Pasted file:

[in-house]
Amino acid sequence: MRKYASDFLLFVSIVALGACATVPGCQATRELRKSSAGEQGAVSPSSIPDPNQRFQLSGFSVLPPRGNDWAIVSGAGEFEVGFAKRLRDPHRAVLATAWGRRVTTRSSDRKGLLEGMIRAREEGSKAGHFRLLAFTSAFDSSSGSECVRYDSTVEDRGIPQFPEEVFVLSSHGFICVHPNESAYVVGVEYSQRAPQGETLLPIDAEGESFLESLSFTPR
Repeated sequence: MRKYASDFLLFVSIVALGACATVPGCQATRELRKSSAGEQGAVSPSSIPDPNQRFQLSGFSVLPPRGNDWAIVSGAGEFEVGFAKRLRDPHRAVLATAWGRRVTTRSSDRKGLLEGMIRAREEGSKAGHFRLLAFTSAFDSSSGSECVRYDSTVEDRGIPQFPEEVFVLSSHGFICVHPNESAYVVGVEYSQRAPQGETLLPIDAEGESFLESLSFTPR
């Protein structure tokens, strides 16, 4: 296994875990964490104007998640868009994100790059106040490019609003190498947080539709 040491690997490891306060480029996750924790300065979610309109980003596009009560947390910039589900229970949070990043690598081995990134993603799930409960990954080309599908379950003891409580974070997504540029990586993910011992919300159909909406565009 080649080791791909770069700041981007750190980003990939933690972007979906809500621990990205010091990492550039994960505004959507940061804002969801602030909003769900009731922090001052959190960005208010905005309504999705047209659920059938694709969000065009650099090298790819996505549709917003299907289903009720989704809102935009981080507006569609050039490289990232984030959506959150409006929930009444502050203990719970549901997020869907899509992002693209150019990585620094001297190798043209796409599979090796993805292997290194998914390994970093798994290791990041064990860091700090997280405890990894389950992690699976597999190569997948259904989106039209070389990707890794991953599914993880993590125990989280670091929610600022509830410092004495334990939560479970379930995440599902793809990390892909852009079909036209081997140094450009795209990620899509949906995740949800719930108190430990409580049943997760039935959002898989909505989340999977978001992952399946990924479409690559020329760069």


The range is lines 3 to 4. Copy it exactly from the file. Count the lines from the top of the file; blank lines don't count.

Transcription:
Repeated sequence: MRKYASDFLLFVSIVALGACATVPGCQATRELRKSSAGEQGAVSPSSIPDPNQRFQLSGFSVLPPRGNDWAIVSGAGEFEVGFAKRLRDPHRAVLATAWGRRVTTRSSDRKGLLEGMIRAREEGSKAGHFRLLAFTSAFDSSSGSECVRYDSTVEDRGIPQFPEEVFVLSSHGFICVHPNESAYVVGVEYSQRAPQGETLLPIDAEGESFLESLSFTPR
């Protein structure tokens, strides 16, 4: 296994875990964490104007998640868009994100790059106040490019609003190498947080539709 040491690997490891306060480029996750924790300065979610309109980003596009009560947390910039589900229970949070990043690598081995990134993603799930409960990954080309599908379950003891409580974070997504540029990586993910011992919300159909909406565009 080649080791791909770069700041981007750190980003990939933690972007979906809500621990990205010091990492550039994960505004959507940061804002969801602030909003769900009731922090001052959190960005208010905005309504999705047209659920059938694709969000065009650099090298790819996505549709917003299907289903009720989704809102935009981080507006569609050039490289990232984030959506959150409006929930009444502050203990719970549901997020869907899509992002693209150019990585620094001297190798043209796409599979090796993805292997290194998914390994970093798994290791990041064990860091700090997280405890990894389950992690699976597999190569997948259904989106039209070389990707890794991953599914993880993590125990989280670091929610600022509830410092004495334990939560479970379930995440599902793809990390892909852009079909036209081997140094450009795209990620899509949906995740949800719930108190430990409580049943997760039935959002898989909505989340999977978001992952399946990924479409690559020329760069």